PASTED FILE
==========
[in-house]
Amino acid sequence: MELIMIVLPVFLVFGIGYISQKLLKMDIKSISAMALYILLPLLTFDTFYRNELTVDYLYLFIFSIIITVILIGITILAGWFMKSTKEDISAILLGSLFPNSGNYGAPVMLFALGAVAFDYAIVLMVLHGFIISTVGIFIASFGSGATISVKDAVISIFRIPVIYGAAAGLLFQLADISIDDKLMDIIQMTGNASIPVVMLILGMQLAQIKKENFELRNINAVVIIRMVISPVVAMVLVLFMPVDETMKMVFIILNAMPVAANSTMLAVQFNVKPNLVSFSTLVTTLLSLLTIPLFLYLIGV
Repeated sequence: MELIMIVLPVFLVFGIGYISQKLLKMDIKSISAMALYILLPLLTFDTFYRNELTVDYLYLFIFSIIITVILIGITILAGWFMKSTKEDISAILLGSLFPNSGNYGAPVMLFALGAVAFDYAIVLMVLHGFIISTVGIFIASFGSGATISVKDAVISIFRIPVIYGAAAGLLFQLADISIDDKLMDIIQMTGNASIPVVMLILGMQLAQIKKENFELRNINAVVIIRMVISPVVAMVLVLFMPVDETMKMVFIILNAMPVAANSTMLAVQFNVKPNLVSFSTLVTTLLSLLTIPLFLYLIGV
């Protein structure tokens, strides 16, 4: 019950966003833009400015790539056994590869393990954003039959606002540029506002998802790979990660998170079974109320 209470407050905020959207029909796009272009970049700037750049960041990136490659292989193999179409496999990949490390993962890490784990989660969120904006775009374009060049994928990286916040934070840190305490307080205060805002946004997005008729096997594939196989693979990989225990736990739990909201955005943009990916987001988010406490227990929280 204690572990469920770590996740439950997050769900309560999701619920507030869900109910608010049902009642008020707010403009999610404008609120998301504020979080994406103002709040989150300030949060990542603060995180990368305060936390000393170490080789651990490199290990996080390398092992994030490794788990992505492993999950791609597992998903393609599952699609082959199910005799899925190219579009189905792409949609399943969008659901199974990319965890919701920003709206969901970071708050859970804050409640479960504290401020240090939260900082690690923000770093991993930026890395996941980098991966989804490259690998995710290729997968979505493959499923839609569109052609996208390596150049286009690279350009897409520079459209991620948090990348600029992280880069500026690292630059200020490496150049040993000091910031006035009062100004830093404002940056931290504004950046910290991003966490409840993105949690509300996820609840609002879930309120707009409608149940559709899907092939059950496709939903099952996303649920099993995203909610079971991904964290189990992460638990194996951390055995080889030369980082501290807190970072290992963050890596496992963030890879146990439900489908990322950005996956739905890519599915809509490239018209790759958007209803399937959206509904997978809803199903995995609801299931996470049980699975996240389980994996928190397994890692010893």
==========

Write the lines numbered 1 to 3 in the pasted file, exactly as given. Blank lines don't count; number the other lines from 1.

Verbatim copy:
[in-house]
Amino acid sequence: MELIMIVLPVFLVFGIGYISQKLLKMDIKSISAMALYILLPLLTFDTFYRNELTVDYLYLFIFSIIITVILIGITILAGWFMKSTKEDISAILLGSLFPNSGNYGAPVMLFALGAVAFDYAIVLMVLHGFIISTVGIFIASFGSGATISVKDAVISIFRIPVIYGAAAGLLFQLADISIDDKLMDIIQMTGNASIPVVMLILGMQLAQIKKENFELRNINAVVIIRMVISPVVAMVLVLFMPVDETMKMVFIILNAMPVAANSTMLAVQFNVKPNLVSFSTLVTTLLSLLTIPLFLYLIGV
Repeated sequence: MELIMIVLPVFLVFGIGYISQKLLKMDIKSISAMALYILLPLLTFDTFYRNELTVDYLYLFIFSIIITVILIGITILAGWFMKSTKEDISAILLGSLFPNSGNYGAPVMLFALGAVAFDYAIVLMVLHGFIISTVGIFIASFGSGATISVKDAVISIFRIPVIYGAAAGLLFQLADISIDDKLMDIIQMTGNASIPVVMLILGMQLAQIKKENFELRNINAVVIIRMVISPVVAMVLVLFMPVDETMKMVFIILNAMPVAANSTMLAVQFNVKPNLVSFSTLVTTLLSLLTIPLFLYLIGV